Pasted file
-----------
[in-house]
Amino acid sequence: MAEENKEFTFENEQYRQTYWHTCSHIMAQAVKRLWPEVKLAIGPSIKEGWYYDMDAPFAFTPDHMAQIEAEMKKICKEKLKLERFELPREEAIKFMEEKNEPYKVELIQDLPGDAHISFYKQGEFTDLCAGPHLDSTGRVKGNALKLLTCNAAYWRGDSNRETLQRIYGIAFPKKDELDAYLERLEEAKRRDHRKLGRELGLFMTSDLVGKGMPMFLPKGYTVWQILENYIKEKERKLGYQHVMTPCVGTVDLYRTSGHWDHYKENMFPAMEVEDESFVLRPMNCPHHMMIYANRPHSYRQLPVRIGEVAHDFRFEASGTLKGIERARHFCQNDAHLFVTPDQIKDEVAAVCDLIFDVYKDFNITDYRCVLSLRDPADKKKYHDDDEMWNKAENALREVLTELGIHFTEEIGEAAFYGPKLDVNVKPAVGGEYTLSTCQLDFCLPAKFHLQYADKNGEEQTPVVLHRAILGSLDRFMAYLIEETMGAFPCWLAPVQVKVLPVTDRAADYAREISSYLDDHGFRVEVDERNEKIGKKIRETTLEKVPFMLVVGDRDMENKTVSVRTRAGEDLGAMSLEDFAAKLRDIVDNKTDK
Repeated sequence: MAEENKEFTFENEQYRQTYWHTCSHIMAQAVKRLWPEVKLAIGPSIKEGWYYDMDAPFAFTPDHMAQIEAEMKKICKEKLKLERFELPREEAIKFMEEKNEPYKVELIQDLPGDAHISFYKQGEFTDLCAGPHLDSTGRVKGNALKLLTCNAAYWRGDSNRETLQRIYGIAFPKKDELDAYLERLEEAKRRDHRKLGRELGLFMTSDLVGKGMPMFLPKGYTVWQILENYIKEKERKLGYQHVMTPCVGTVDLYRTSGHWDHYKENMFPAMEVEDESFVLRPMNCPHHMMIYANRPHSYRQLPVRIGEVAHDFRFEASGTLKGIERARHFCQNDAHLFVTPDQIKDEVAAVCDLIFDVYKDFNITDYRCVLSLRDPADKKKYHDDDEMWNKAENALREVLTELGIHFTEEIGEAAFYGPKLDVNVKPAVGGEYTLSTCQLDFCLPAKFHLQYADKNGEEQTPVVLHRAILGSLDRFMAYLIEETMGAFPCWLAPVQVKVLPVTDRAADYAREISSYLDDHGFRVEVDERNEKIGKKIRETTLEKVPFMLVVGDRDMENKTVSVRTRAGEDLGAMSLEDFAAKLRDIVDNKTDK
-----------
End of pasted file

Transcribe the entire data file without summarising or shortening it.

[in-house]
Amino acid sequence: MAEENKEFTFENEQYRQTYWHTCSHIMAQAVKRLWPEVKLAIGPSIKEGWYYDMDAPFAFTPDHMAQIEAEMKKICKEKLKLERFELPREEAIKFMEEKNEPYKVELIQDLPGDAHISFYKQGEFTDLCAGPHLDSTGRVKGNALKLLTCNAAYWRGDSNRETLQRIYGIAFPKKDELDAYLERLEEAKRRDHRKLGRELGLFMTSDLVGKGMPMFLPKGYTVWQILENYIKEKERKLGYQHVMTPCVGTVDLYRTSGHWDHYKENMFPAMEVEDESFVLRPMNCPHHMMIYANRPHSYRQLPVRIGEVAHDFRFEASGTLKGIERARHFCQNDAHLFVTPDQIKDEVAAVCDLIFDVYKDFNITDYRCVLSLRDPADKKKYHDDDEMWNKAENALREVLTELGIHFTEEIGEAAFYGPKLDVNVKPAVGGEYTLSTCQLDFCLPAKFHLQYADKNGEEQTPVVLHRAILGSLDRFMAYLIEETMGAFPCWLAPVQVKVLPVTDRAADYAREISSYLDDHGFRVEVDERNEKIGKKIRETTLEKVPFMLVVGDRDMENKTVSVRTRAGEDLGAMSLEDFAAKLRDIVDNKTDK
Repeated sequence: MAEENKEFTFENEQYRQTYWHTCSHIMAQAVKRLWPEVKLAIGPSIKEGWYYDMDAPFAFTPDHMAQIEAEMKKICKEKLKLERFELPREEAIKFMEEKNEPYKVELIQDLPGDAHISFYKQGEFTDLCAGPHLDSTGRVKGNALKLLTCNAAYWRGDSNRETLQRIYGIAFPKKDELDAYLERLEEAKRRDHRKLGRELGLFMTSDLVGKGMPMFLPKGYTVWQILENYIKEKERKLGYQHVMTPCVGTVDLYRTSGHWDHYKENMFPAMEVEDESFVLRPMNCPHHMMIYANRPHSYRQLPVRIGEVAHDFRFEASGTLKGIERARHFCQNDAHLFVTPDQIKDEVAAVCDLIFDVYKDFNITDYRCVLSLRDPADKKKYHDDDEMWNKAENALREVLTELGIHFTEEIGEAAFYGPKLDVNVKPAVGGEYTLSTCQLDFCLPAKFHLQYADKNGEEQTPVVLHRAILGSLDRFMAYLIEETMGAFPCWLAPVQVKVLPVTDRAADYAREISSYLDDHGFRVEVDERNEKIGKKIRETTLEKVPFMLVVGDRDMENKTVSVRTRAGEDLGAMSLEDFAAKLRDIVDNKTDK